Painting By Numbers


Today is the first anniversary of the death of Dan Robbins. You may not know his name, but you have almost certainly heard of the product he invented — Paint By Numbers.

Long before Bob Ross seduced the PBS audience into believing they could paint, Dan Robbins and the Palmer Paint Company sold millions and millions of kits to upwardly mobile folks in the 1950s and ’60s.  Even my mother and father — without an artistic bone in either body — insisted on placing their paint-by-numbers efforts around the house.

“Robbins’s paint-by-number kits, which were conceived as a way to promote Palmer Paint Co. paint sets to a wider audience,” according to an article in “were developed in conjunction with the company’s owner, Max Klein, and went on sell millions. Robbins was tasked with finding a way to market the paint kits to adults and found inspiration for his blockbuster invention in an odd factoid about the work of Leonardo da Vinci. ‘I remembered hearing that Leonardo used numbered background patterns for his students and apprentices, and I decided to try something like that,’ Robbins said …”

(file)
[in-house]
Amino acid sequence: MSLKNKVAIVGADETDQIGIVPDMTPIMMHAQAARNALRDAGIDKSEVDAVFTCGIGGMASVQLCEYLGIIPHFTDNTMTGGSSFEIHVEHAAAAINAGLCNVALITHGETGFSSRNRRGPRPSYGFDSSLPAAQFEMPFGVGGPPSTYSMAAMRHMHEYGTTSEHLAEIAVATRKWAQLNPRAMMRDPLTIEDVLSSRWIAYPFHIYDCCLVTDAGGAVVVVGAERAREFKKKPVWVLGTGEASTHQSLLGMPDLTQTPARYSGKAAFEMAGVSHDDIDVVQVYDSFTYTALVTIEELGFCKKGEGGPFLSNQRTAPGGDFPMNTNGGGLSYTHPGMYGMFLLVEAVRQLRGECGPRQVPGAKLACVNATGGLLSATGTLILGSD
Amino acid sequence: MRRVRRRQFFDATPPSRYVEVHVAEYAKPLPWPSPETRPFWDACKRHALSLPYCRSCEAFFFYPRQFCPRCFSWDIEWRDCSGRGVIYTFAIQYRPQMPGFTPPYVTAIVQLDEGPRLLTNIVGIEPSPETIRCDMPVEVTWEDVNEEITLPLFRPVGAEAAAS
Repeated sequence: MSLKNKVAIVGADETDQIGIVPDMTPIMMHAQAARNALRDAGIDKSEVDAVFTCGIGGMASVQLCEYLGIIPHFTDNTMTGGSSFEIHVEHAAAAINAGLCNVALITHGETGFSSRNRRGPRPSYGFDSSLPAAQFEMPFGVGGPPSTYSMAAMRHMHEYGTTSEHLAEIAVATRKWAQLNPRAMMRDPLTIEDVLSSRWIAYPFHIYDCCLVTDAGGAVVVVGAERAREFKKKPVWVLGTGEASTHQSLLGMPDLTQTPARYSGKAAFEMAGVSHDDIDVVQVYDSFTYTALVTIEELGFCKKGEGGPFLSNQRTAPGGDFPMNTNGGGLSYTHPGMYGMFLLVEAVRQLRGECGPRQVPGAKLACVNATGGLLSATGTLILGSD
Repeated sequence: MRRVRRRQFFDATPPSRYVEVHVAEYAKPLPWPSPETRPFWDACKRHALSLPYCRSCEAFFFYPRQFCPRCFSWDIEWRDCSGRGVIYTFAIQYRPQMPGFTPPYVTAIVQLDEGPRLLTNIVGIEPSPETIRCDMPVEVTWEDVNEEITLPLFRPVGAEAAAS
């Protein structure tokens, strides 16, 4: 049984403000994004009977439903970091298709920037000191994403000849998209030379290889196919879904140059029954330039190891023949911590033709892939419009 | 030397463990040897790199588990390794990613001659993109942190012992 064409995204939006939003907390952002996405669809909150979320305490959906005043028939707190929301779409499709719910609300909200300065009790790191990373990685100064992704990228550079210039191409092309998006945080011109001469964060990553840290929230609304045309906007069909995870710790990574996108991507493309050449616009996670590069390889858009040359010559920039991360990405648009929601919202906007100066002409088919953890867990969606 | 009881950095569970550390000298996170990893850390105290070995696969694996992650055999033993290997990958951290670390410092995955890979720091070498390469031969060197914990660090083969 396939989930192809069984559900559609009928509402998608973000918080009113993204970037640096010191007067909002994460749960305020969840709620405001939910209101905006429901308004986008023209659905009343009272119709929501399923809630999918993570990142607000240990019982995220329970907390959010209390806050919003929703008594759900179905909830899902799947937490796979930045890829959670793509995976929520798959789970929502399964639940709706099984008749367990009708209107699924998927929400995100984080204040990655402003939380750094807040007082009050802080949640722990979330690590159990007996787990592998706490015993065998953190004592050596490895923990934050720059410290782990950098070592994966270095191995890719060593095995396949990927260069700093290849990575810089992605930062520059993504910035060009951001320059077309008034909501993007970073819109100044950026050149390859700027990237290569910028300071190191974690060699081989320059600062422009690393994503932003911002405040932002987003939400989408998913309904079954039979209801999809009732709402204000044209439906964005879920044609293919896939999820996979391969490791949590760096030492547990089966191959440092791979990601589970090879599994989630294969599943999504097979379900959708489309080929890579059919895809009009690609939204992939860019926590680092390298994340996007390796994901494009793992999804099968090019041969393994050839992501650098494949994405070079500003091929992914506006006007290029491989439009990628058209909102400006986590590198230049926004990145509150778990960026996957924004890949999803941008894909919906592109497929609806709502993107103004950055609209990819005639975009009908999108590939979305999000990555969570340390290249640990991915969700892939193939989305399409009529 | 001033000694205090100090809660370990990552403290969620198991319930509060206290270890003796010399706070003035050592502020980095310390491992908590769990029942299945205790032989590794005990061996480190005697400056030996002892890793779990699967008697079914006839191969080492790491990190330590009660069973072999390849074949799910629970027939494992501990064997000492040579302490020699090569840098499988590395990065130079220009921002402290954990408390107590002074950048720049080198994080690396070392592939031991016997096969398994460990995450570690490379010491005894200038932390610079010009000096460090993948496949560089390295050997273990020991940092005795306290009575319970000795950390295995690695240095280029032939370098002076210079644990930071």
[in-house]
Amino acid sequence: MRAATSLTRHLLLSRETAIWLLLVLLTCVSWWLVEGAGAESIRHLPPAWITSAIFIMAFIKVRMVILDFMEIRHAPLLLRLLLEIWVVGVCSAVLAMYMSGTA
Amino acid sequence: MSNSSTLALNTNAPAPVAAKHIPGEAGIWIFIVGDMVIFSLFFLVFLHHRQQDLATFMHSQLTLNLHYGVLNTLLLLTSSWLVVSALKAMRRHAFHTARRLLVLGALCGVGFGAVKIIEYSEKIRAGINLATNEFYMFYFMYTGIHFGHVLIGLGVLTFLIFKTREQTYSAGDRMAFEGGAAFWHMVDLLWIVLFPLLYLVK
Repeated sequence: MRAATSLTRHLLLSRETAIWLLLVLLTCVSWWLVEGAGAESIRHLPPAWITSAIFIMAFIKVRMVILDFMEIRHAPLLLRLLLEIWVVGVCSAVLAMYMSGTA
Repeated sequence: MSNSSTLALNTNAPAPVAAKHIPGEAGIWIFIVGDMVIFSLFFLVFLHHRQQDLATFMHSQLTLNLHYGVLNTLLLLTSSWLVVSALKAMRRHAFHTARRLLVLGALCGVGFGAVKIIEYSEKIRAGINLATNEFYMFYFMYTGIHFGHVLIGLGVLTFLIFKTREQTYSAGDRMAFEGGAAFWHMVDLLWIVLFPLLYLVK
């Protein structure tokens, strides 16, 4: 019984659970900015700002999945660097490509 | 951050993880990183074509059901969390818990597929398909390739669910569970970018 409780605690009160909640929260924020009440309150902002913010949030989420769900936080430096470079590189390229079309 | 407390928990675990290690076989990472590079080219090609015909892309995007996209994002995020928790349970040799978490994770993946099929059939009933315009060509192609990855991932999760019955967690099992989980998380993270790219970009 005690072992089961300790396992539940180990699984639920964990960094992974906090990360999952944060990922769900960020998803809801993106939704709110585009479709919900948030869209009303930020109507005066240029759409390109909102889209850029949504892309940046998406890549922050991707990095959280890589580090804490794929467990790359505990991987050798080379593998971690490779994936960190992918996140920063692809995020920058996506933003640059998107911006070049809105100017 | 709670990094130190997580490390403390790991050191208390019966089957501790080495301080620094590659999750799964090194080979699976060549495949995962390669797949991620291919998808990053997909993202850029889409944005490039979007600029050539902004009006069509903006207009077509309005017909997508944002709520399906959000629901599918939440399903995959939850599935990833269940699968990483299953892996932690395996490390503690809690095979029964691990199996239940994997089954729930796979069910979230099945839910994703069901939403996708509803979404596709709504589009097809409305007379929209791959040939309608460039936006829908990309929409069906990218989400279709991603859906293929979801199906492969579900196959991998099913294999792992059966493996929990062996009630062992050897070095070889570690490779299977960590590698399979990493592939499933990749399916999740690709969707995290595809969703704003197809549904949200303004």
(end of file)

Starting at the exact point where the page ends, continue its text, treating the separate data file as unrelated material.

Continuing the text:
“The Smithsonian Institution’s National Museum of American History presented a paint-by-number exhibition in 2001, shifting critical conception of the painting fad from déclassé kitsch to a legitimately interesting and eminently collectible form of popular Americana. In step with the exhibition, Robbins authored a book, Whatever Happened to Paint-By-Numbers?: A Humorous Personal Account of What it Took to Make Anyone an ‘Artist’, but it was clear that he had a humble and balanced view of the artistic importance of his best-known invention.”

On April 1, 2019 Dan Robbins died in Sylvania, Ohio at the age of 93.


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